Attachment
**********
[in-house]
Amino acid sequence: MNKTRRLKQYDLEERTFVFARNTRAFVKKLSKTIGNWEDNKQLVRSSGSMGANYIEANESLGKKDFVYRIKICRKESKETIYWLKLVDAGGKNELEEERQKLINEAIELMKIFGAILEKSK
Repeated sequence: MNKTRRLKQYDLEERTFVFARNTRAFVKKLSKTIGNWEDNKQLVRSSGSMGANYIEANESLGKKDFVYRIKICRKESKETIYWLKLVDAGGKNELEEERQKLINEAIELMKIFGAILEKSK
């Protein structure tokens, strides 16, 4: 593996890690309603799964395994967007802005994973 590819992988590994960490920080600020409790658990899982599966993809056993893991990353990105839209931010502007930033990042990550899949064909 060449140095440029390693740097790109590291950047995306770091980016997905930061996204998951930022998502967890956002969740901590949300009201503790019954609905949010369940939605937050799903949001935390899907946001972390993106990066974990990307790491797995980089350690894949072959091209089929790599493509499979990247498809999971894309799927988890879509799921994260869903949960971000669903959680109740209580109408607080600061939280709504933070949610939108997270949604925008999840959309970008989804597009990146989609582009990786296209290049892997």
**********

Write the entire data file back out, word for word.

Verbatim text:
[in-house]
Amino acid sequence: MNKTRRLKQYDLEERTFVFARNTRAFVKKLSKTIGNWEDNKQLVRSSGSMGANYIEANESLGKKDFVYRIKICRKESKETIYWLKLVDAGGKNELEEERQKLINEAIELMKIFGAILEKSK
Repeated sequence: MNKTRRLKQYDLEERTFVFARNTRAFVKKLSKTIGNWEDNKQLVRSSGSMGANYIEANESLGKKDFVYRIKICRKESKETIYWLKLVDAGGKNELEEERQKLINEAIELMKIFGAILEKSK
């Protein structure tokens, strides 16, 4: 593996890690309603799964395994967007802005994973 590819992988590994960490920080600020409790658990899982599966993809056993893991990353990105839209931010502007930033990042990550899949064909 060449140095440029390693740097790109590291950047995306770091980016997905930061996204998951930022998502967890956002969740901590949300009201503790019954609905949010369940939605937050799903949001935390899907946001972390993106990066974990990307790491797995980089350690894949072959091209089929790599493509499979990247498809999971894309799927988890879509799921994260869903949960971000669903959680109740209580109408607080600061939280709504933070949610939108997270949604925008999840959309970008989804597009990146989609582009990786296209290049892997």